This pandemic has really exposed all the gaping holes in our system of caring for each other, holes that the people on the ground have been complaining of for years. It’s complete and total societal breakdown. The frustration is the resources exist to fix it, we just choose not to use them.
You and I both loved Lyz Lenz’s piece on Midwestern Gas Station culture from last month. Can you tell me about a c-store that lives in your heart? Why does it matter, commemorating these unsung yet essential corners of our lives?
Until I moved where I live now there was always a convenience store nearby that I frequented. I suppose even here, there was one initially: Frenchie’s Conoco, six miles west in Frenchtown. When I stopped drinking soda that killed consistent visits, and Frenchtown is a landfill of COVID-denying toughguys anyway so now I avoid it completely. But if there was a chain I was ever particularly loyal to it was the AM/PM stores in Western Washington when I was out there in the late ‘80s into the late ‘90s. There was one on my way to work I’d hit every morning, and then one close to where I worked that I would hit for lunch. It was glorious!
They matter, at least to me, because they become places where the lines between customer service and customer are blurred. I got to know people by name, etc. There is a community aspect to it in a unique way. Here is this person doing their shitty job, and I’m on the way to mine, or taking a break from it, and there is some solidarity there. At least there is if you aren’t a dick about the relationship. Funny how that concept comes up so often, isn’t it? Even in writing. I often get asked for advice for writers. “Don’t be a dick!” is the simplest, most important tidbit.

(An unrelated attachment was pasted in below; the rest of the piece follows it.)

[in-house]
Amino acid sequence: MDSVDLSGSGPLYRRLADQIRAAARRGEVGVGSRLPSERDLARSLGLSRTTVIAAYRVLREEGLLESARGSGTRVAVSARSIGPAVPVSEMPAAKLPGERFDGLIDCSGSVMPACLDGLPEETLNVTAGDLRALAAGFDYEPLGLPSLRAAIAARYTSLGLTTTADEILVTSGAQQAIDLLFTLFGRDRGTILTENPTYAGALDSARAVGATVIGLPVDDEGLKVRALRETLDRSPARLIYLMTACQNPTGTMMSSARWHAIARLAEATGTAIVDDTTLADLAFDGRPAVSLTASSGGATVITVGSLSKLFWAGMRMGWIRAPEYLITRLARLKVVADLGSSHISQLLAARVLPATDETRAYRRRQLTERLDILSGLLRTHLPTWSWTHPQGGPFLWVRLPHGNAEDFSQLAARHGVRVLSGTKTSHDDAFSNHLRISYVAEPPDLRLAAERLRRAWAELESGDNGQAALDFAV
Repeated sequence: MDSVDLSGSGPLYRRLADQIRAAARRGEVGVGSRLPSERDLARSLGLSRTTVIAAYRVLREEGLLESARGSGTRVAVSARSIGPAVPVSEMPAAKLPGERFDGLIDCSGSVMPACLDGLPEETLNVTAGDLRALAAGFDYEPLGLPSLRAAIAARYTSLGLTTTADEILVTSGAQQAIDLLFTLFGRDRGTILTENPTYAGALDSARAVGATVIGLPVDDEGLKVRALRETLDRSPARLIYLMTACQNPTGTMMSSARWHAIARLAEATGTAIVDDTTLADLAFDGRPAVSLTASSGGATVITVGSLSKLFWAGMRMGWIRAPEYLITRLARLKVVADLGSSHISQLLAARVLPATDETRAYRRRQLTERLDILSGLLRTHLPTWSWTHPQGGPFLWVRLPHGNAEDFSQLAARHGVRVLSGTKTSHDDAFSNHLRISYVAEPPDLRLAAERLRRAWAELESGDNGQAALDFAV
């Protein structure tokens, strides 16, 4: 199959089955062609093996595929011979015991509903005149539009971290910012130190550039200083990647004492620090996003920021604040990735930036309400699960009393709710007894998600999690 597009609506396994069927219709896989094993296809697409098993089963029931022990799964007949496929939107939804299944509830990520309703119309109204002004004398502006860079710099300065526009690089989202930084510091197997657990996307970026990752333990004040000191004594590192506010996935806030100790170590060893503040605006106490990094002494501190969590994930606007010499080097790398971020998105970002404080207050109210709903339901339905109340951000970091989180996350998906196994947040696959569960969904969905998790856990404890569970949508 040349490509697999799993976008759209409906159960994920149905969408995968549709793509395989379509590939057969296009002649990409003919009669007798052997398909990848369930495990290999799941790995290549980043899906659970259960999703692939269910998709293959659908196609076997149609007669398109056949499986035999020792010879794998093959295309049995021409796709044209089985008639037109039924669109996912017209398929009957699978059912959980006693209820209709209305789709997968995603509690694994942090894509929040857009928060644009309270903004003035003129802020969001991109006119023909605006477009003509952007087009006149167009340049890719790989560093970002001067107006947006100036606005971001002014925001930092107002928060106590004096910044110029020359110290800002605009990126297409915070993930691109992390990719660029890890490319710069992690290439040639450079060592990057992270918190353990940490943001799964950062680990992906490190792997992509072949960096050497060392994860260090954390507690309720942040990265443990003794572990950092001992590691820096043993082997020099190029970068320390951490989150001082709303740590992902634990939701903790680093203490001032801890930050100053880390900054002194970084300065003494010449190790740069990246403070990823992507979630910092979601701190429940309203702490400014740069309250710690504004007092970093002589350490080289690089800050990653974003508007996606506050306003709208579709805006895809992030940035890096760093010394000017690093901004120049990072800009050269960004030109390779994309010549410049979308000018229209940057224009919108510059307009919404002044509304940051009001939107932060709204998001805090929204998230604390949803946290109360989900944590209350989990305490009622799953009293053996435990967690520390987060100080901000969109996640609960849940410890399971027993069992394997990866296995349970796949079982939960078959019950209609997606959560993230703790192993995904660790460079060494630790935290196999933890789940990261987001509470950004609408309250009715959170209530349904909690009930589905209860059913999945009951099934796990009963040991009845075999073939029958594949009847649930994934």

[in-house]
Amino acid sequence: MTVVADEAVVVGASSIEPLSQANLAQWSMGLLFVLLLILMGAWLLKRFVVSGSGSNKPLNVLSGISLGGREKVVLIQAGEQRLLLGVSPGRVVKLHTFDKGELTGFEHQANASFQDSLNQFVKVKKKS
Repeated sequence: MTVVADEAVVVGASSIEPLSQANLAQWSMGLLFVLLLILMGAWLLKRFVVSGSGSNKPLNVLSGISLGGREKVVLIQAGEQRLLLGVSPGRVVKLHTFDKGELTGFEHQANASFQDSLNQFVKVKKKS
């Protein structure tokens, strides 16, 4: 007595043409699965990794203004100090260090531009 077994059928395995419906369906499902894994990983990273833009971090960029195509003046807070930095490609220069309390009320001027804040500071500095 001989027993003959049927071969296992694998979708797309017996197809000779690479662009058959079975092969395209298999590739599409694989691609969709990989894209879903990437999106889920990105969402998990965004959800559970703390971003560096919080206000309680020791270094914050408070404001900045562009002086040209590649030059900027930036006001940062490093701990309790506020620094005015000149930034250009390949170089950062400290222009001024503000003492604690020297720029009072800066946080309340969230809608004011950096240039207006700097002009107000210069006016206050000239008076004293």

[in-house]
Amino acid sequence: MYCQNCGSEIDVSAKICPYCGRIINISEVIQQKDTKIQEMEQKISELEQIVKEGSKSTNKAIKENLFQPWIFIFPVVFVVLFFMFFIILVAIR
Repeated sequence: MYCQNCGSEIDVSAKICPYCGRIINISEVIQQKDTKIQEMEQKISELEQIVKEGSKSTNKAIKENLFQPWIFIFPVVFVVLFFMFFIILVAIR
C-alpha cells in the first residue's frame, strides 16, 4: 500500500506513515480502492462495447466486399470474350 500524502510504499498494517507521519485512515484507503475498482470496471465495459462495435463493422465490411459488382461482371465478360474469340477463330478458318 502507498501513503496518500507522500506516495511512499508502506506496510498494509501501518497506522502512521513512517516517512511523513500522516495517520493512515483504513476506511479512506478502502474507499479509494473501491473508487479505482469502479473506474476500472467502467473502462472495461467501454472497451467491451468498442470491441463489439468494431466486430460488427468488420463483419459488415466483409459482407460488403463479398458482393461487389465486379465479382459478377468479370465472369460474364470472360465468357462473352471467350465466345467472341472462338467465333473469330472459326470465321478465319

When I think about the stories that are going to stick with me after the pandemic, the story of you teaching poetry to elementary school kids, and that small precious sentence from their teacher in the comments. You’re still doing that, which takes a bit of wrenching of the heart every week, and you’re dedicating a lot more time to the newsletter. Are you like me, in that it feels like catharsis to get this stuff out, on the page, in the world? Or does this vulnerability take an emotional toll? I guess this is another way of me asking: the open-heartedness, is it sustainable? Does the blood run dry?